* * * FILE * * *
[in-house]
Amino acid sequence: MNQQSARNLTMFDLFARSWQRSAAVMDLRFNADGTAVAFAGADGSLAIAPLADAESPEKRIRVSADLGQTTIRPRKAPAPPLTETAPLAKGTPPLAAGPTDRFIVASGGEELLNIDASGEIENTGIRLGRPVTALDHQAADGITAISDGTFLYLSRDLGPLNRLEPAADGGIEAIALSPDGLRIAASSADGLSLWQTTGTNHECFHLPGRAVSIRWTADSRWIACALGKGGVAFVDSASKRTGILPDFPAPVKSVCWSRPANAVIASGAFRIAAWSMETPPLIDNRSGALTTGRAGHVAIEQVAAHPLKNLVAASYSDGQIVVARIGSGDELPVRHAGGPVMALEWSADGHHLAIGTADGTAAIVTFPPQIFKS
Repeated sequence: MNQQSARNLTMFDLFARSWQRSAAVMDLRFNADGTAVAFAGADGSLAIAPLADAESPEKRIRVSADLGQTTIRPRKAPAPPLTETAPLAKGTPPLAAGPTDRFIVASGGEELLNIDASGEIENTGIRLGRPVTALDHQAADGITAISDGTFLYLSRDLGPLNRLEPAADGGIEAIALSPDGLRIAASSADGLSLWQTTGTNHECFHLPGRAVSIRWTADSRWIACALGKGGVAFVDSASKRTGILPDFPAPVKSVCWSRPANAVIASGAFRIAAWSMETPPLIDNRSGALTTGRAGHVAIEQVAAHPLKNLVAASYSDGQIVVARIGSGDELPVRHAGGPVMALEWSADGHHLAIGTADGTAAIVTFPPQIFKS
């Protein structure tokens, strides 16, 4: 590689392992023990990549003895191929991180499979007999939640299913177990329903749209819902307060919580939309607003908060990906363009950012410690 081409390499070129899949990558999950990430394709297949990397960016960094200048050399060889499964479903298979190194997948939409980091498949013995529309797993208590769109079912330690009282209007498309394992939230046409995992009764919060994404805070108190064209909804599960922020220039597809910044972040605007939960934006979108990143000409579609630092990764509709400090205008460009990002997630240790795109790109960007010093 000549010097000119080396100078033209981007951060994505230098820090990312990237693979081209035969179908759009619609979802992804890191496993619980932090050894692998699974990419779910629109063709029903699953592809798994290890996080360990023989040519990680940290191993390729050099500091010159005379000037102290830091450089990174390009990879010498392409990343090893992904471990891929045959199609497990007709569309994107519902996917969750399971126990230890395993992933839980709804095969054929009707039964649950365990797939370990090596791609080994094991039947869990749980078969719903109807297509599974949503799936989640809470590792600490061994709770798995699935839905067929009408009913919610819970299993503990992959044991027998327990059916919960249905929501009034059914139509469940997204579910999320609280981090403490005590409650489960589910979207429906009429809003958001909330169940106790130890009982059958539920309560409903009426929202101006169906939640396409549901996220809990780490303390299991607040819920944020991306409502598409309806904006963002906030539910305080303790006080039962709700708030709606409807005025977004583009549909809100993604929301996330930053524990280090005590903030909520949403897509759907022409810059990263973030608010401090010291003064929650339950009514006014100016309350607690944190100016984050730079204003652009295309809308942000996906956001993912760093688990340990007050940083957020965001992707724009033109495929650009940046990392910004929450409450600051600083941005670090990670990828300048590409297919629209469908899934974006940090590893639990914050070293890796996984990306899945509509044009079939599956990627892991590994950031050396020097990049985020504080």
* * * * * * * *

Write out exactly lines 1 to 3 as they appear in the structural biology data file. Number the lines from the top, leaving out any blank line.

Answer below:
[in-house]
Amino acid sequence: MNQQSARNLTMFDLFARSWQRSAAVMDLRFNADGTAVAFAGADGSLAIAPLADAESPEKRIRVSADLGQTTIRPRKAPAPPLTETAPLAKGTPPLAAGPTDRFIVASGGEELLNIDASGEIENTGIRLGRPVTALDHQAADGITAISDGTFLYLSRDLGPLNRLEPAADGGIEAIALSPDGLRIAASSADGLSLWQTTGTNHECFHLPGRAVSIRWTADSRWIACALGKGGVAFVDSASKRTGILPDFPAPVKSVCWSRPANAVIASGAFRIAAWSMETPPLIDNRSGALTTGRAGHVAIEQVAAHPLKNLVAASYSDGQIVVARIGSGDELPVRHAGGPVMALEWSADGHHLAIGTADGTAAIVTFPPQIFKS
Repeated sequence: MNQQSARNLTMFDLFARSWQRSAAVMDLRFNADGTAVAFAGADGSLAIAPLADAESPEKRIRVSADLGQTTIRPRKAPAPPLTETAPLAKGTPPLAAGPTDRFIVASGGEELLNIDASGEIENTGIRLGRPVTALDHQAADGITAISDGTFLYLSRDLGPLNRLEPAADGGIEAIALSPDGLRIAASSADGLSLWQTTGTNHECFHLPGRAVSIRWTADSRWIACALGKGGVAFVDSASKRTGILPDFPAPVKSVCWSRPANAVIASGAFRIAAWSMETPPLIDNRSGALTTGRAGHVAIEQVAAHPLKNLVAASYSDGQIVVARIGSGDELPVRHAGGPVMALEWSADGHHLAIGTADGTAAIVTFPPQIFKS